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Two new non-native zooplankton found in Lake Eerie

John Connolly/Cornell University

Two new zooplankton species have entered the Great Lakes, according to researchers at the Cornell University Biological Station.

The finding was announced Wednesday after the two species of zooplankton were confirmed in Western Lake Erie.

Jennifer Chaddick is with the Alliance for the Great Lakes.

“These two critters are actually the third and fourth non-native zooplankton found in the past three years. So for us, that starts to sound like a bit of an alarming trend.”

Chaddick said it’s not clear how the zooplankton got to the Great Lakes.

“But it’s still very early. Researchers have made it clear that we don’t know if these will become invasive. We don’t know what problems they will cause.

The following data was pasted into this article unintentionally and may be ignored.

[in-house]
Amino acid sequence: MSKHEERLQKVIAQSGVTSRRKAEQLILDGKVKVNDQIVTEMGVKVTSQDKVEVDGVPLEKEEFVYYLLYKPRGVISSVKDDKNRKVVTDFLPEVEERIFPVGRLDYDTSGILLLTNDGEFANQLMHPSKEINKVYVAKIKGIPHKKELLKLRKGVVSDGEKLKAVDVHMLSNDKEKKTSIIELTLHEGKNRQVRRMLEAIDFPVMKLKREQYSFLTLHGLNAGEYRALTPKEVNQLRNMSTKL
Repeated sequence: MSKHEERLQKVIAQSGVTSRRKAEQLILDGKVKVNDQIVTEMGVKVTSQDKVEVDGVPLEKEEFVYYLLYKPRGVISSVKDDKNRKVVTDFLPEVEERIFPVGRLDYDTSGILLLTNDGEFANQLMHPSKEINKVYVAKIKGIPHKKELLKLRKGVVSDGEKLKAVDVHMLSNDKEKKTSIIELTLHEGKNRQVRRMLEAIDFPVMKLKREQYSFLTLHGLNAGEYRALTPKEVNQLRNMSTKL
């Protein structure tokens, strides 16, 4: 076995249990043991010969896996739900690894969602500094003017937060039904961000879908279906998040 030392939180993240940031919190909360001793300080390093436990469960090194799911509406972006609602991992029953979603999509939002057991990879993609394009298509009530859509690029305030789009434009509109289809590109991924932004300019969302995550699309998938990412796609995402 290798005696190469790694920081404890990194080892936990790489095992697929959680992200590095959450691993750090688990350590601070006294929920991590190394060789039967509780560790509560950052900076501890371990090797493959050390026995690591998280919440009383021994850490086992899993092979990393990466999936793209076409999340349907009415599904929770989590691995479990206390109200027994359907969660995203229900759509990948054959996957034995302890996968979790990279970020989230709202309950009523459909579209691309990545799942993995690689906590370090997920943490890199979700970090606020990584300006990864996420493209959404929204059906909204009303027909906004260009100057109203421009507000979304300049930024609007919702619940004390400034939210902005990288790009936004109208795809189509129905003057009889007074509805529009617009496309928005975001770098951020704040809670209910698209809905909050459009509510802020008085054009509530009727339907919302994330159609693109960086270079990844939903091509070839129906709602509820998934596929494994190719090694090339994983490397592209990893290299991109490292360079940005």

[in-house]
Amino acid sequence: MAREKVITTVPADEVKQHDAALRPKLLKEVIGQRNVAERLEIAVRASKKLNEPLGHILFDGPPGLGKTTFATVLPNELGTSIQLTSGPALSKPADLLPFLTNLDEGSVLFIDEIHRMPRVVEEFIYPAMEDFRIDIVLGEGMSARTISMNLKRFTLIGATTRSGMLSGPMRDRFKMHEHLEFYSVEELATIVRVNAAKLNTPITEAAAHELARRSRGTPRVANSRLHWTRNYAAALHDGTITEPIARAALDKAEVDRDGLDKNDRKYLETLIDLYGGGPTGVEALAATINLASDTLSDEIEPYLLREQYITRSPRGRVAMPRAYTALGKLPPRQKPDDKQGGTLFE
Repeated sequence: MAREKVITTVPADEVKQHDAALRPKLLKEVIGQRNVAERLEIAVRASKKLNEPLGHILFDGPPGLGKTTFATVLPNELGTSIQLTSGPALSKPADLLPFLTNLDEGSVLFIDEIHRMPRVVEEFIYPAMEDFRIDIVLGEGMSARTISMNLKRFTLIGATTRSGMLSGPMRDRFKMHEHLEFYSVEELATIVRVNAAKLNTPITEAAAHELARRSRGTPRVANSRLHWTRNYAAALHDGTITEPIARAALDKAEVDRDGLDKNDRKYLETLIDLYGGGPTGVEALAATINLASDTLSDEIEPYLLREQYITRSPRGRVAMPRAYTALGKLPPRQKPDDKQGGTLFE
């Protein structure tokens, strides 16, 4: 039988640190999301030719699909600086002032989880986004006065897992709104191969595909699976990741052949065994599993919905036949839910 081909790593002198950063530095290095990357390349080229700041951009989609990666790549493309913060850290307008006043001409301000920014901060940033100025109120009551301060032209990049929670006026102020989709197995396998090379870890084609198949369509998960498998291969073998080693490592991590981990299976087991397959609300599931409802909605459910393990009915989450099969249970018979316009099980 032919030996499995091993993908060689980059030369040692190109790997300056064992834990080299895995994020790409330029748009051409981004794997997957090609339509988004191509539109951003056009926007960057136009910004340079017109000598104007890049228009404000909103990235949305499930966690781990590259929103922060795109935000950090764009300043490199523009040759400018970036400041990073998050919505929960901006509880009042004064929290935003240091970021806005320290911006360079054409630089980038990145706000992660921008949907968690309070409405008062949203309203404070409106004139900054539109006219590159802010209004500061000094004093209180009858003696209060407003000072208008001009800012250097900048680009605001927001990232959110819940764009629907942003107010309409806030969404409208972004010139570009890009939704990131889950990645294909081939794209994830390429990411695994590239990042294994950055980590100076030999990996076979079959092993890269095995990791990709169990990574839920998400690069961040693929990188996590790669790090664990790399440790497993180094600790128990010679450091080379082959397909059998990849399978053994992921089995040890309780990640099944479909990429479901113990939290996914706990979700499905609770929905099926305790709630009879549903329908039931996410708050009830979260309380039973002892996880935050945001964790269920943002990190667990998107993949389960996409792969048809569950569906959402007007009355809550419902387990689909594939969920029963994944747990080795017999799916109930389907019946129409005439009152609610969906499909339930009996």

Chaddick said efforts should be focused around keeping the zooplankton from spreading across the Great Lakes.

She said ships can spread non-native zooplankton across the lakes.

The first species, Diaphanosoma fluviatile, is native to Central America, South America, and the Caribbean. The second, Mesocyclops pehpeiensis, is native to tropical areas of Asia.

Cornell University reports that both zooplankton were found at low levels in Lake Eerie. Researchers say they will continue to monitor those populations.